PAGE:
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Gyongyossy-Issa M.I.C.,Center for Blood Research
Transfusion and Apheresis Science | Year: 2011

The metabolic conversion of glucose to energy and reducing power by platelets is examined. Although platelets concurrently metabolize glucose aerobically and anaerobically, the balance between the cytosolic and mitochondrial pathways is affected not only by physiological activation but also by conditions prevailing during in vitro storage. The development of platelet additive solutions and pathogen reduction technologies point to increased glucose metabolism and consequent high levels of lactate production as the effect of platelet damage, rather than the cause. Consequently a different perspective of the data suggests that reduction rather than support of platelet metabolism in vitro would result in a better quality of stored platelets. © 2011 Elsevier Ltd. Source

Williamson L.M.,National Health Service Blood and Transplant | Devine D.V.,Center for Blood Research
The Lancet | Year: 2013

Although blood suppliers are seeing short-term reductions in blood demand as a result of initiatives in patient blood management, modelling suggests that during the next 5-10 years, blood availability in developed countries will need to increase again to meet the demands of ageing populations. Increasing of the blood supply raises many challenges; new approaches to recruitment and retainment of future generations of blood donors will be needed, and care will be necessary to avoid taking too much blood from these donors. Integrated approaches in blood stock management between transfusion services and hospitals will be important to minimise wastage - eg, by use of supply chain solutions from industry. Cross-disciplinary systems for patient blood management need to be developed to lessen the need for transfusion - eg, by early identification and reversal of anaemia with haematinics or by reversal of the underlying cause. Personalised medicine could be applied to match donors to patients, not only with extended blood typing, but also by using genetically determined storage characteristics of blood components. Growing of red cells or platelets in large quantities from stem cells is a possibility in the future, but challenges of cost, scaling up, and reproducibility remain to be solved. Source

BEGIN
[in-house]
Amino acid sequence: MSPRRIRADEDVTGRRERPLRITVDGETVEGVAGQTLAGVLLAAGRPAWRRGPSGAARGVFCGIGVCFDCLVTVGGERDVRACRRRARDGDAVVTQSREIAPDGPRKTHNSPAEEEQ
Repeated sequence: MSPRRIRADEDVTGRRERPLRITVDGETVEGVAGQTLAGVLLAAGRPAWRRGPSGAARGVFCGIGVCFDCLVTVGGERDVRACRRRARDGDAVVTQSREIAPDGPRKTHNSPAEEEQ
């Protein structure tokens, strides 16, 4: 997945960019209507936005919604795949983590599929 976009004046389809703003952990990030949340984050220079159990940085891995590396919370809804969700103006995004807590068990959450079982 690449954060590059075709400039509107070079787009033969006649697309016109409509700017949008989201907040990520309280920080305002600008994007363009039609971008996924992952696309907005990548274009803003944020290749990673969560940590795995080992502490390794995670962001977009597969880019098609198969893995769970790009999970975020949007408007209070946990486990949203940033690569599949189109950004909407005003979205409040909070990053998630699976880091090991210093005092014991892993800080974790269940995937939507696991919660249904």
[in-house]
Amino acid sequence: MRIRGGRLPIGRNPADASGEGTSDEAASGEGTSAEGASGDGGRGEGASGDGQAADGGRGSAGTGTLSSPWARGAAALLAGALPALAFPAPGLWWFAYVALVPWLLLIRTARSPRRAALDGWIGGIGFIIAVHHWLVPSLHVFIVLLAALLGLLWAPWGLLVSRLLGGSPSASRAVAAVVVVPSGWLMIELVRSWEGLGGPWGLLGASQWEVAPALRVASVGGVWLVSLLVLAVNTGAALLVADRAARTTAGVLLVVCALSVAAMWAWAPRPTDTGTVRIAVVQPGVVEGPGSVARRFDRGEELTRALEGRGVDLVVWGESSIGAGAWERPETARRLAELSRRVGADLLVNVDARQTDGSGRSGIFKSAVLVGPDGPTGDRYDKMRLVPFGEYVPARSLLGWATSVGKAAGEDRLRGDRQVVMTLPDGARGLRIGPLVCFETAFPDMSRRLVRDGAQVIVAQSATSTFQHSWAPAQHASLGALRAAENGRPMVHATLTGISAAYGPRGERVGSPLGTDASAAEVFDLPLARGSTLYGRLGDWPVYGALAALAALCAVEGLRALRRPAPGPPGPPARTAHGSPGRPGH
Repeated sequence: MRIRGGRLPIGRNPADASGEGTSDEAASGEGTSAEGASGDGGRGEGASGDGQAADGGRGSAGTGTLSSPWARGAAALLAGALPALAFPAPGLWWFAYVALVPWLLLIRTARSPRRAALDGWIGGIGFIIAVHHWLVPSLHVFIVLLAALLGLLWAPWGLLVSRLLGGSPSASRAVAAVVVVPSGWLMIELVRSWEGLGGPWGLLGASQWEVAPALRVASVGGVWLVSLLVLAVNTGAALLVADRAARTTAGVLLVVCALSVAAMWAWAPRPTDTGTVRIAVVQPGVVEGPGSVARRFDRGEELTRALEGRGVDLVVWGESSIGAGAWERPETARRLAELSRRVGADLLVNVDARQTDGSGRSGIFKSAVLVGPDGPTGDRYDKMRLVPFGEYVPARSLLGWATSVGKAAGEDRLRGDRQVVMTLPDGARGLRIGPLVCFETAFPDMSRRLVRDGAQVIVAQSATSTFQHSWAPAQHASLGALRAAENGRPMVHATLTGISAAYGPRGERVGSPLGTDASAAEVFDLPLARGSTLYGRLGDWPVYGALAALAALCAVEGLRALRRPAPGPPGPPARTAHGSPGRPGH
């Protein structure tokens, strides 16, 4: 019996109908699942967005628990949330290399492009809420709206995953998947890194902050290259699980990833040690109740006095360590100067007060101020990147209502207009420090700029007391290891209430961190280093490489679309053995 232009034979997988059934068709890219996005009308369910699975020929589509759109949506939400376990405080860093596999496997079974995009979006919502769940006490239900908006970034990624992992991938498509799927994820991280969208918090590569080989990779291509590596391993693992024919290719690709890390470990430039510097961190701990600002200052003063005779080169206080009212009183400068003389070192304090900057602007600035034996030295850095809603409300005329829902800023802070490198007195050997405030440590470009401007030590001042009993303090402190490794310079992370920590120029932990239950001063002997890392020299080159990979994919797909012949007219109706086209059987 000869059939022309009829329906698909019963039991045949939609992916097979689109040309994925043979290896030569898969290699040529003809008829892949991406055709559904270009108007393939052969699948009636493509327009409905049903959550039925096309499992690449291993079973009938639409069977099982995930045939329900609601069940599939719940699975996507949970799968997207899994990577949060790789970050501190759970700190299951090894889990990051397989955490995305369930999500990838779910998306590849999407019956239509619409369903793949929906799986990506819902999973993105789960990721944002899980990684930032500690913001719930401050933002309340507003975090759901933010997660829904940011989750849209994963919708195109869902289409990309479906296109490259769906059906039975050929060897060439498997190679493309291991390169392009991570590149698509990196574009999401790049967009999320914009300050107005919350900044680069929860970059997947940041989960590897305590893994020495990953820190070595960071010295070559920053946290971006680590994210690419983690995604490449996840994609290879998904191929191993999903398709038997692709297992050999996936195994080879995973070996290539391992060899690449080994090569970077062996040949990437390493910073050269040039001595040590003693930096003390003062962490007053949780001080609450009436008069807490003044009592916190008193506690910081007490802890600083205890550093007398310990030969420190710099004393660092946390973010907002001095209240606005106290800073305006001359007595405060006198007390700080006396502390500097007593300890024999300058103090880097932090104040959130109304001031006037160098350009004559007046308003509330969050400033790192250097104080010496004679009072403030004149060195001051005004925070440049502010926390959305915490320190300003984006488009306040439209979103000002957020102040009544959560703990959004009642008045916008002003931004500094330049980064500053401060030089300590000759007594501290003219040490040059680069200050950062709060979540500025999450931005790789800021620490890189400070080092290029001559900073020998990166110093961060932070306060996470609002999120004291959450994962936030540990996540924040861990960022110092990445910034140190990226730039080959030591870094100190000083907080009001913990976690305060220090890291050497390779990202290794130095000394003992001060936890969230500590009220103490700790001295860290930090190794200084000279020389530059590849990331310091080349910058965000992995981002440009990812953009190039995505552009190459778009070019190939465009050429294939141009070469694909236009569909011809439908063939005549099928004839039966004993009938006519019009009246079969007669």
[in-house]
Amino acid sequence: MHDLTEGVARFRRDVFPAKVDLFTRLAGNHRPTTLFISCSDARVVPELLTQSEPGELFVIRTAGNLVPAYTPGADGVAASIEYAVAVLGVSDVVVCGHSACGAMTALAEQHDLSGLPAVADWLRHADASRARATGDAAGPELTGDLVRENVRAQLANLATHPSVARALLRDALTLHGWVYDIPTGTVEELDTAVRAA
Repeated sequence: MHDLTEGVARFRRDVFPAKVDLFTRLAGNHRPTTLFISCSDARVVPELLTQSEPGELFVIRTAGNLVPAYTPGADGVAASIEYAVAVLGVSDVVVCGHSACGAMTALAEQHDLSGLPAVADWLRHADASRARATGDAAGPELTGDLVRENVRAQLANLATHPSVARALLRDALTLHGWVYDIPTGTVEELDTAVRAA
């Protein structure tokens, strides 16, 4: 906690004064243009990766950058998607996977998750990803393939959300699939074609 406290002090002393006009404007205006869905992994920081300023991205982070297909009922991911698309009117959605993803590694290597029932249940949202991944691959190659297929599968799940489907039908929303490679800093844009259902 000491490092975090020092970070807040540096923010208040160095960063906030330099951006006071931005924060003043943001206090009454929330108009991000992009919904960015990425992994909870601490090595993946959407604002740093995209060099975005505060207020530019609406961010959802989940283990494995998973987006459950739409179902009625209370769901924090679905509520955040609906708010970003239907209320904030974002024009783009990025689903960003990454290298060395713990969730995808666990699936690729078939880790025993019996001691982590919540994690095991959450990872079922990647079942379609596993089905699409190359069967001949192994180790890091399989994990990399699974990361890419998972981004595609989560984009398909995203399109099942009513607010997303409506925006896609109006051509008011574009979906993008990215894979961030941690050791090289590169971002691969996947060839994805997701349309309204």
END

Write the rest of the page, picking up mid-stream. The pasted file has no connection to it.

Leung V.L.,University of British Columbia | Kizhakkedathu J.N.,University of British Columbia | Kizhakkedathu J.N.,Center for Blood Research
Acta Biomaterialia | Year: 2016

Cell surface engineering using polymers is a promising approach to address unmet needs and adverse immune reactions in the fields of transfusion, transplantation, and cell-based therapies. Furthermore, cell surface modification may minimize or prevent adverse immune reactions to homologous incompatible cells as the interface between the host immune system and the cell surface is modified. In this report, we investigate the immune system reaction, precisely the complement binding and activation on cell surfaces modified with a functional polymer, hyperbranched polyglycerol (HPG). We used red blood cells (RBCs) as a model system to investigate the mechanism of complement activation on cell surfaces modified with various forms of HPG. Using a battery of in vitro assays including: traditional diagnostic hemolytic assays involving sheep and rabbit erythrocytes, ELISAs and flow cytometry, we show that HPG modified RBCs at certain concentrations and molecular weights activate complement via the alternative pathway. We show that by varying the grafting concentration, molecular weight and the number of cell surface reactive groups of HPG, the complement activity on the cell surface can be modulated. HPGs with molecular weights greater than 28 kDa and grafting concentrations greater than 1.0 mM, as well as a high degree of HPG functionalization with cell surface reactive groups result in the activation of the complement system via the alternative pathway. No complement activation observed when these threshold levels are not exceeded. These insights may have an impact on devising key strategies in developing novel next generation cell-surface engineered therapeutic products for applications in the fields of cell therapy, transfusion and drug delivery. Statement of Significance Cell-surface engineering using functional polymers is a fast emerging area of research. Importantly modified cells are used in many experimental therapeutics, transplantation and in transfusion. The success of such therapies depend on the ability of modified products to avoid immune detection and subsequent rejection or removal. Polymer grafting has been shown to modulate immune response, however, there is limited knowledge available. Thus in this manuscript, we investigated the interaction of human complement, part of our innate immune system, by polymer modified cells. Our results provide important evidences on the mechanism of complement activation by the modified cells and also found ways to modulate the innate immune response. These results will have implications in development of next generation cell-based therapies. © 2015 Acta Materialia Inc. Published by Elsevier Ltd. All rights reserved. Source